Posted Monday, March 21, 2016 by
Skerdian Meta • 4 min read

Traders and analysts of financial instruments, apart from the fundamentals, use a number of indicators to figure out what might happen to the price of a certain instrument. These indicators offer a simple method of recognizing patterns and predicting which way the price will trend. The use of these indicators is what makes Forex signals possible, as they allow for real-time analysis of the price action and our analysts here at FXML use them all the time.

One of these indicators is called divergence. Divergence is a leading indicator used by our analysts at FXML, and helps to significantly increase profits. The likelihood of entering in the right direction at the right time increases if used alongside other indicators such as Moving Averages (MA), RSI, Stochastics, Support and Resistance levels etc.

Just by acknowledging the name of the indicator you can easily tell that divergence trading is a type of trading in disharmony or deviation. Prices and the indicators are supposed to go in the same direction and at equal rates. If the price reaches a higher high then the indicator is supposed to reach a higher high, and if the price reaches a lower high then the indicator is supposed to follow suit as well. The same goes for lower lows and higher lows.

If the price and the indicators don't correlate then you can tell that some kind of change is about to take place. In short, divergence is calculated between highs and lows of the price and the indicators. The best indicators for trading divergence are RSI, Stochastics, MACD and Volumes.

Divergence is bullish when the change of the indicator is more positive than the change of the price, and bearish divergence is the other way around.

There are four types of divergences; 'Regular Bullish Divergence', 'Hidden Bullish Divergence', 'Regular Bearish Divergence' and 'Hidden Bearish Divergence'. We will explain each type below and how to trade each one of them.

Regular Bullish Divergence Trading

Regular divergences are used as a tool to indicate reversals. This EUR/USD 1-hour chart shows the price making a lower low during a two-day period. But the momentum in MACD and Stochastics didn't correspond to that of the price action, making higher lows. This signals a possible reversal of the trend or at least a retrace of the downtrend. Adding to this is the fact that the price was at 1.35, a big round number which has acted as support and resistance before. A long near that level would give a good risk/return ratio.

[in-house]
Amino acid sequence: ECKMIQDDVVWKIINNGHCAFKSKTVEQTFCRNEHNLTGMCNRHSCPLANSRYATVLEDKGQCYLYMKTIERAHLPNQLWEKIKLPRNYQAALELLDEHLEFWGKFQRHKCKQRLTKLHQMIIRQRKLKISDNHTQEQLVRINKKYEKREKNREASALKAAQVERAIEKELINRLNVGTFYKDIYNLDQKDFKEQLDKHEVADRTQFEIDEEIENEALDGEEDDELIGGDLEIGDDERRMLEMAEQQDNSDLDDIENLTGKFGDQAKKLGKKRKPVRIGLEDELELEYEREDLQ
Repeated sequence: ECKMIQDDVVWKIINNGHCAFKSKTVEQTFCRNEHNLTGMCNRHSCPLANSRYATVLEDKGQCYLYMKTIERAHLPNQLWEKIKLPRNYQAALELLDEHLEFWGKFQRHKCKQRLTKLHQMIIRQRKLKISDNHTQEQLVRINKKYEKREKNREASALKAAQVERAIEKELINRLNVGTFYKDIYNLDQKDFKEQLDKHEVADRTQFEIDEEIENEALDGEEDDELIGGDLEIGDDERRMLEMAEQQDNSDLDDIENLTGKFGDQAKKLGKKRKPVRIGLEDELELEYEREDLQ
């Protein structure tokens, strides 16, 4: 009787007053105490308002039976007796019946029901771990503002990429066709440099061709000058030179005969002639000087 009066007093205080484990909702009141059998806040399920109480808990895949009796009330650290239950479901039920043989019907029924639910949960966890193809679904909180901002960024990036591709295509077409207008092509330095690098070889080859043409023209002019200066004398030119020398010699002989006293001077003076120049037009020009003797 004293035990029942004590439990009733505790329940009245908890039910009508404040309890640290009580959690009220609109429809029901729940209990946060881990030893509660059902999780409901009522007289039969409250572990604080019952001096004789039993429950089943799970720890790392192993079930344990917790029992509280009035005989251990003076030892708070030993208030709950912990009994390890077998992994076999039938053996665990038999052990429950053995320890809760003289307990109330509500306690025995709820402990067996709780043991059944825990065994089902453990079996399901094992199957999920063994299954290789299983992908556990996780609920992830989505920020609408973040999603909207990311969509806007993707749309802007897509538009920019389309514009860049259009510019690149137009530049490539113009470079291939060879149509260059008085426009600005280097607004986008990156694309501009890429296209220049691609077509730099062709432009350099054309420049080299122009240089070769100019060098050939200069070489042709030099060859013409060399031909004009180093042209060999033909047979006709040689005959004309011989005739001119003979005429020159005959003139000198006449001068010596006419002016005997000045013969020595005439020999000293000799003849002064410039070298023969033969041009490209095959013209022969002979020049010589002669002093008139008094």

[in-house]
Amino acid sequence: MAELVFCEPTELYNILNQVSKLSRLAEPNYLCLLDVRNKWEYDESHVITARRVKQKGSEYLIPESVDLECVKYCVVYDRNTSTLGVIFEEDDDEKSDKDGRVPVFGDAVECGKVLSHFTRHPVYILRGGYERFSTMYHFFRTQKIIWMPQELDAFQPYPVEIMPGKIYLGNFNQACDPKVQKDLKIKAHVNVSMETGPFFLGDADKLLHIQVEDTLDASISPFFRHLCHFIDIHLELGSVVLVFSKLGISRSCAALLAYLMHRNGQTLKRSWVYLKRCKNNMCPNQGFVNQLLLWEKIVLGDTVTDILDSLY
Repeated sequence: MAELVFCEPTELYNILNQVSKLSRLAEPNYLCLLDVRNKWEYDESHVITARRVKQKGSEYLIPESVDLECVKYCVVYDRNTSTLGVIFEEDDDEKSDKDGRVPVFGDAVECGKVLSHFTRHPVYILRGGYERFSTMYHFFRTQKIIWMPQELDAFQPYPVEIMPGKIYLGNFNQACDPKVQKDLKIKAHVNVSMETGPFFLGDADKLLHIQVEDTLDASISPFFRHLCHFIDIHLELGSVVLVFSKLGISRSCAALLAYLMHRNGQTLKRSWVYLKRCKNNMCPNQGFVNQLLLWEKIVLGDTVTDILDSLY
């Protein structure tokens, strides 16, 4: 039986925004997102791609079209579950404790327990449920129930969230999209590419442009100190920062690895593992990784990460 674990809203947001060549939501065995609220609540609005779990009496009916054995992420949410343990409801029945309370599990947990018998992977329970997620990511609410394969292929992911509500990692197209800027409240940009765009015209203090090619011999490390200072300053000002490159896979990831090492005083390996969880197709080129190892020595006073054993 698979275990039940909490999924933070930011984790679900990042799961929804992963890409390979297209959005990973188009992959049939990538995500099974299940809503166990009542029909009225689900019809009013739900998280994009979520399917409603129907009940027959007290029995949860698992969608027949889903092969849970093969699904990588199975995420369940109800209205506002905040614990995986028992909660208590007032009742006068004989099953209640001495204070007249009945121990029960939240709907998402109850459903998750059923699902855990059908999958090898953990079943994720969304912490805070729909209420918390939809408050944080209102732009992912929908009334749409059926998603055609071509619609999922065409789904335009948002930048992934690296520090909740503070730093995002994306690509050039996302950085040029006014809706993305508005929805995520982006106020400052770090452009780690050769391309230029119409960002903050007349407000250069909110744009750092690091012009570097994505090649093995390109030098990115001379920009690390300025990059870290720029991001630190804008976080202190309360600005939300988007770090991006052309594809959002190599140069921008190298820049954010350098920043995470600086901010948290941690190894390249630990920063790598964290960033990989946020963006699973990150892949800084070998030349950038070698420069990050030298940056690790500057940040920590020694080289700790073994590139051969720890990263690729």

Regular Bullish Divergence – price is making lower lows while indicators are making higher lows. This indicates a coming reversal or retrace.


Regular Bearish Divergence Trading

As we can see from the 4-hour chart below, the price has made a high during the previous week and then made a higher high the next week. On the other hand, all three indicators at the bottom of the chart are making lower highs. This is called 'Regular Bearish Divergence' and indicates a fall in the price to come. In this case, since we are in an uptrend, we should expect a retrace. After entering at the top, we should look to get out of the trade at the uptrend line.


Regular Bearish Divergence – price is making higher highs while indicators are making lower highs.


Hidden Bullish Divergence Trading

Unlike regular divergence, hidden divergence indicates a continuation of the trend. This GBP/USD hourly chart shows two occasions where the price was higher or the same as it was previously, while the Stochastics and Volume have made lower lows. This divergence indicates that the retrace might be over and trend continuation is about to resume.


Hidden Bullish Divergence – unlike regular divergence, hidden divergence indicates the continuation of the trend.


Hidden Bearish Divergence Trading

The 4-hour USD/CHF chart below gives two clear examples of hidden divergence and trend continuation. We can see that when Stochastics were nearing overbought levels and had established divergence with the price, the pair fell immediately to continue the downtrend. This was aided by the moving averages, 100 simple on the first occasion and the 50 simple on the second.


Hidden Bearish Divergence – when Stochastics are nearing overbought levels the pair falls immediately to continue the downtrend.


One thing to keep in mind about divergence trading

Divergence is quite easy to spot, it only requires drawing a few lines. But sometimes we look too hard at the charts. This makes us see things that aren't really there.

During consolidation or low liquidity, some small divergences between price and indicators might form, but that doesn't mean we should consider them real divergences. The chart below shows a four day consolidation period with indicators and price not correlating exactly, but shouldn't be considered a divergence.


In consolidation periods not everything that looks like divergence is actually divergence so be careful.

Divergence is one of the best ways to use indicators to analyze charts. Alongside other Forex trading strategies, divergence trading can be used to give your chart analysis and trading skills the push they need to make you a very profitable trader. If you want to get a feel for how divergence trading is used in real trading situations, to make trading decisions in real time, take a look at our weekly Forex analysis. In our weekly analysis, our top Forex experts explain how they use divergence trading, alongside many other Forex trading strategies to analyze the market's actions day by day.

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